Doximity (NYSE:DOCS), an online networking platform for medical professionals, already has 80% of doctors in the U.S. using its platform. Where does it go next?
In this video from “Beat & Raise” on Motley Fool Live, recorded on Sept. 23, Fool.com contributors Taylor Carmichael and Brian Withers; along with tech, healthcare, and cannabis editor and analyst Olivia Zitkus; discuss Doximity’s next opportunity, and why it will be so hard for competitors to beat.
Olivia Zitkus: I’m curious, since Doximity has already looped in, 80% of doctors to its platform. How is it planning to upsell to these doctors? Is it going to bring in other types of providers or both? How is it going to continue growing if it eventually gets that close to a 100% which just seems close to?
Taylor Carmichael: Well, it’s like Facebook, that eventually you take over the whole world. Then your question, how do I grow once I take over the whole world? They’ve already taken over the United States of America, so the next stage obviously is Europe, Asia, South America, Africa, and Australia. The thing is, all of the doctors in the system, there can be competitors that are overseas, but they’re going to want to collaborate with American doctors, so they are going to want to be on Doximity’s website. Again, I think it’s game over for winning all these healthcare eyeballs, and really, part of their business model is upselling to doctors. But most of it is the doctors or the product that’s being sold to other people. If they gather a 100% of the doctors worldwide, which eventually it’s really going to happen. Then the business shifts to selling those eyeballs to pharmaceutical companies. They basically have monopoly like power, which is why the stock is so expensive right now.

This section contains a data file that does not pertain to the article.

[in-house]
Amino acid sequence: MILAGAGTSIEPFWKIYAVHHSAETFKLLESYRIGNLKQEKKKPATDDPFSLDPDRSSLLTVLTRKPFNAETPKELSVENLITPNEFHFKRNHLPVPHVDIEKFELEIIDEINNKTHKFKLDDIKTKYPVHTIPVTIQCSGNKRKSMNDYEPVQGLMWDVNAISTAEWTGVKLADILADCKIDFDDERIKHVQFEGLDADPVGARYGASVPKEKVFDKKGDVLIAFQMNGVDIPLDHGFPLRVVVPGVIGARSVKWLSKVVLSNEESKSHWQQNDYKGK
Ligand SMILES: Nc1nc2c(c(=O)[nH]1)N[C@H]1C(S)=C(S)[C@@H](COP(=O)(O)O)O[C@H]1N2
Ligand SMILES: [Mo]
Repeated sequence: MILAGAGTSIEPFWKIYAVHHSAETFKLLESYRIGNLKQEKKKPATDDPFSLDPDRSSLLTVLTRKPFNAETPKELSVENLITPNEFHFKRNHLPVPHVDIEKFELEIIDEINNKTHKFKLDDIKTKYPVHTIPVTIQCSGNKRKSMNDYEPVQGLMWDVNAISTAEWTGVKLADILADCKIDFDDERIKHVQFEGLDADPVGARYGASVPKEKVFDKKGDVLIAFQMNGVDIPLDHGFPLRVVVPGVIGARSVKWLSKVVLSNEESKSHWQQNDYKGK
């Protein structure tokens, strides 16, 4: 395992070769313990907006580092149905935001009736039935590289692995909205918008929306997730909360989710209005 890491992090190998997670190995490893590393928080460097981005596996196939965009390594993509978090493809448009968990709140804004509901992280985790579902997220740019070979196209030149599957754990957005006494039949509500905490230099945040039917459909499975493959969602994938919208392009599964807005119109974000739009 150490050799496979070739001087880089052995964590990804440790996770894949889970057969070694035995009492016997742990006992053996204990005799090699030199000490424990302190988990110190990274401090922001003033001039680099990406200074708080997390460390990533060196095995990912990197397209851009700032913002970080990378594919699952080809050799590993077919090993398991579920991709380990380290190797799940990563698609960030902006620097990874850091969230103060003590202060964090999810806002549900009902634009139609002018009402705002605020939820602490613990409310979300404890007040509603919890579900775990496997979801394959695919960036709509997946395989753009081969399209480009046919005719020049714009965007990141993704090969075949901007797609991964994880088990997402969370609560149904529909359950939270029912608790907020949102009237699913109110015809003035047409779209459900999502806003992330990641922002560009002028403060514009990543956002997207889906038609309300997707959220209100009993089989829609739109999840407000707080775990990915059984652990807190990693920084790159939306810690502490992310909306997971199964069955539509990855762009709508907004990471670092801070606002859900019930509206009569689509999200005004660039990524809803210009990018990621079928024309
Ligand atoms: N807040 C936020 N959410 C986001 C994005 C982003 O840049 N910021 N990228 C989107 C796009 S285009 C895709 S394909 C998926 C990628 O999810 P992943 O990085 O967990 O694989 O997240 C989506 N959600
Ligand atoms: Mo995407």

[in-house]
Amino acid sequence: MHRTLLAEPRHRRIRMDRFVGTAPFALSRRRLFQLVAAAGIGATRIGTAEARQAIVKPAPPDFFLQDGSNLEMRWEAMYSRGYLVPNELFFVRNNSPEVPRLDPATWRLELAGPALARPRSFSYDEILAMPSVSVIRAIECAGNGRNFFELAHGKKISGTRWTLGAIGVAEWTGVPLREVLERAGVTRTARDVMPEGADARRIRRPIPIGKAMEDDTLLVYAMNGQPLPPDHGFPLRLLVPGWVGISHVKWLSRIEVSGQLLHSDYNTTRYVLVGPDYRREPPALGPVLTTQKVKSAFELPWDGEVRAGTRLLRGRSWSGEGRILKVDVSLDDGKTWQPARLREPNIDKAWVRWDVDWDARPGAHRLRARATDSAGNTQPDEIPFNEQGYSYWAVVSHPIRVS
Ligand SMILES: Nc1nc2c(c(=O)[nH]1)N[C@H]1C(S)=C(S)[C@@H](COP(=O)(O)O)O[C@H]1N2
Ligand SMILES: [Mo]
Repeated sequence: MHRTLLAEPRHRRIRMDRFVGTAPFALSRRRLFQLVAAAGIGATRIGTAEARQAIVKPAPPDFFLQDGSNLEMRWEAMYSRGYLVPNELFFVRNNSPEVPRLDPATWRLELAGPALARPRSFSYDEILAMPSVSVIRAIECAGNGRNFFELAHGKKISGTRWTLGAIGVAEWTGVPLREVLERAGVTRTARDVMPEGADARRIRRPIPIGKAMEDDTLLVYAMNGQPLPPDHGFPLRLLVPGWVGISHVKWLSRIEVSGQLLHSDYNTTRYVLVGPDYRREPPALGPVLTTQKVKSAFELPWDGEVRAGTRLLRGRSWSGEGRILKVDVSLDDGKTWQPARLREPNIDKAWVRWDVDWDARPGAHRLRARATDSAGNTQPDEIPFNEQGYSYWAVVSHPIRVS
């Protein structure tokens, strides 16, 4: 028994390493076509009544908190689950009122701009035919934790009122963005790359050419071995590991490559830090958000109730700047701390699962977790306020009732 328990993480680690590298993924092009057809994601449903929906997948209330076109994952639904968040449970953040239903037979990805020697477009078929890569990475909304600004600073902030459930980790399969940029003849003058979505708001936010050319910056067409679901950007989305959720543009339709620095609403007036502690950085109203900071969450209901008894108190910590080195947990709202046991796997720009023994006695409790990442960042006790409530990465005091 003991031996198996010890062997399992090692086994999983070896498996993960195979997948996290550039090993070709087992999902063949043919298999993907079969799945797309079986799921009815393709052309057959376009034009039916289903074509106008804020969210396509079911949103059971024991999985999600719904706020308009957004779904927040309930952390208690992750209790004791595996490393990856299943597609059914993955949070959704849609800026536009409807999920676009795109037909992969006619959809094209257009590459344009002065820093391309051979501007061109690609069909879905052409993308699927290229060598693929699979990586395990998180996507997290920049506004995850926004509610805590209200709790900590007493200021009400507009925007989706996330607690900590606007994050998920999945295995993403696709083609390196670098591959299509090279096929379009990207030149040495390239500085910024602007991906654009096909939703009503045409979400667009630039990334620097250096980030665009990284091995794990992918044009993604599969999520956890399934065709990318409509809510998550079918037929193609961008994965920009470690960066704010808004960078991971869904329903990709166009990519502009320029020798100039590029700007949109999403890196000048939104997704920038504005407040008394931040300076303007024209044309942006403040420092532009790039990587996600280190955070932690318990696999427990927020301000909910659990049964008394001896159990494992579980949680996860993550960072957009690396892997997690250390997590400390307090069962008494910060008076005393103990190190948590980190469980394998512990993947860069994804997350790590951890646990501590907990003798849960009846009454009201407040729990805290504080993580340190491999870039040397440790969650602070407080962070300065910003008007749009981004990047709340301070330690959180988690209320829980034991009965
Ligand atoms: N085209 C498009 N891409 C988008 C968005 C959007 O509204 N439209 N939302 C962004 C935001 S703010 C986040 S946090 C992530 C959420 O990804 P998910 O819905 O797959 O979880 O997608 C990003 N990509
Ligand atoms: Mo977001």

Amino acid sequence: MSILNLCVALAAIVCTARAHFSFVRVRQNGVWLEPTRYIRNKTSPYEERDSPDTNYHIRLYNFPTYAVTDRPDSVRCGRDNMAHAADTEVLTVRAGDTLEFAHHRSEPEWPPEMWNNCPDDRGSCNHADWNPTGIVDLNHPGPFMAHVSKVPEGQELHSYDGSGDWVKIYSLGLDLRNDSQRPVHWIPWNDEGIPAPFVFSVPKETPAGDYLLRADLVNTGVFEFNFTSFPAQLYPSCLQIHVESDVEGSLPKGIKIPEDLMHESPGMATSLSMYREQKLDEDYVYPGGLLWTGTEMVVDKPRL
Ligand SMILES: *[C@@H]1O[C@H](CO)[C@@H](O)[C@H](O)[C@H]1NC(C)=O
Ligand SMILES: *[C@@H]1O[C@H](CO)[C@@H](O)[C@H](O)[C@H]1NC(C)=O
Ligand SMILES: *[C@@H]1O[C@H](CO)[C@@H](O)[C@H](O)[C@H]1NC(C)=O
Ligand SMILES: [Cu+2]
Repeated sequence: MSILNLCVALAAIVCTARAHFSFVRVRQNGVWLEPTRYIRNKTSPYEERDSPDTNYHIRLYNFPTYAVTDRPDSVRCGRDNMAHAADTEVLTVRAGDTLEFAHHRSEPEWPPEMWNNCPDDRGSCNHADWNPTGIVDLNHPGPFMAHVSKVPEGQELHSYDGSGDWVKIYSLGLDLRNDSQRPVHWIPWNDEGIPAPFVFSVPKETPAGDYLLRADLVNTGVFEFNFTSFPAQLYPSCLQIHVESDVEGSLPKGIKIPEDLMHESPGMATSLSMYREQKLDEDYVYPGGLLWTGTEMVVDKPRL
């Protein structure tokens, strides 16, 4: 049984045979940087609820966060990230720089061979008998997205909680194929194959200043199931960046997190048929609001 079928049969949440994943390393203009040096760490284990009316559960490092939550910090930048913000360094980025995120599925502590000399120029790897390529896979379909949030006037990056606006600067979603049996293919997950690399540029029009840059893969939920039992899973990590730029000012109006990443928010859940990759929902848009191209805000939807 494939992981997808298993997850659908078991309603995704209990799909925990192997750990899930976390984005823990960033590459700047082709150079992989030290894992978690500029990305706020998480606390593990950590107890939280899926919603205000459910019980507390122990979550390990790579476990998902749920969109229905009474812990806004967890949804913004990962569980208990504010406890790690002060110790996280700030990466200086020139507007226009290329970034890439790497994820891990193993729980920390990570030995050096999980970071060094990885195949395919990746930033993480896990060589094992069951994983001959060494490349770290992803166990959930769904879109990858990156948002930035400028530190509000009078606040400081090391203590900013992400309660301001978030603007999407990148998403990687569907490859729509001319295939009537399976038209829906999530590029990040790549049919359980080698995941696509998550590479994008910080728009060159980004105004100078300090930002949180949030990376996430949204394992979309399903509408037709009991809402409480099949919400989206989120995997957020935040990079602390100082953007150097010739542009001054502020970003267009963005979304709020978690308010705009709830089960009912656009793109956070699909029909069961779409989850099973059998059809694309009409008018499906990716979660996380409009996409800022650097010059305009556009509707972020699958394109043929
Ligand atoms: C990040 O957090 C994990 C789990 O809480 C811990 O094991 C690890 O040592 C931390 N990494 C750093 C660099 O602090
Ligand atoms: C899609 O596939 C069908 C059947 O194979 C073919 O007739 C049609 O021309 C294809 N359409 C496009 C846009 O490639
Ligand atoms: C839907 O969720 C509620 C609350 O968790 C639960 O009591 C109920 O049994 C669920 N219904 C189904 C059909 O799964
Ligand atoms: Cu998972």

Brian Withers: Yeah, Taylor, I would also relate it to like Pinterest where the doctors do get something out of being on the platform. This is a professional, one, allows them to collaborate, and two, it allows them to keep on the cutting edge of what’s going on in their space, and then in medicine and allows the pharmaceutical companies and whatnot. Although it is somewhat self-serving, they do provide key information about the latest drugs and things like that, so that allows the doctors to stay up to speed.
Carmichael: It’s free for doctors. It’s a freemium model, you provide it free, and then you up-sell from there. But yeah, it’s hard to compete against that network effect. You get the network in place and where do you go? You go where everybody else already is. It becomes just an impossible mission.
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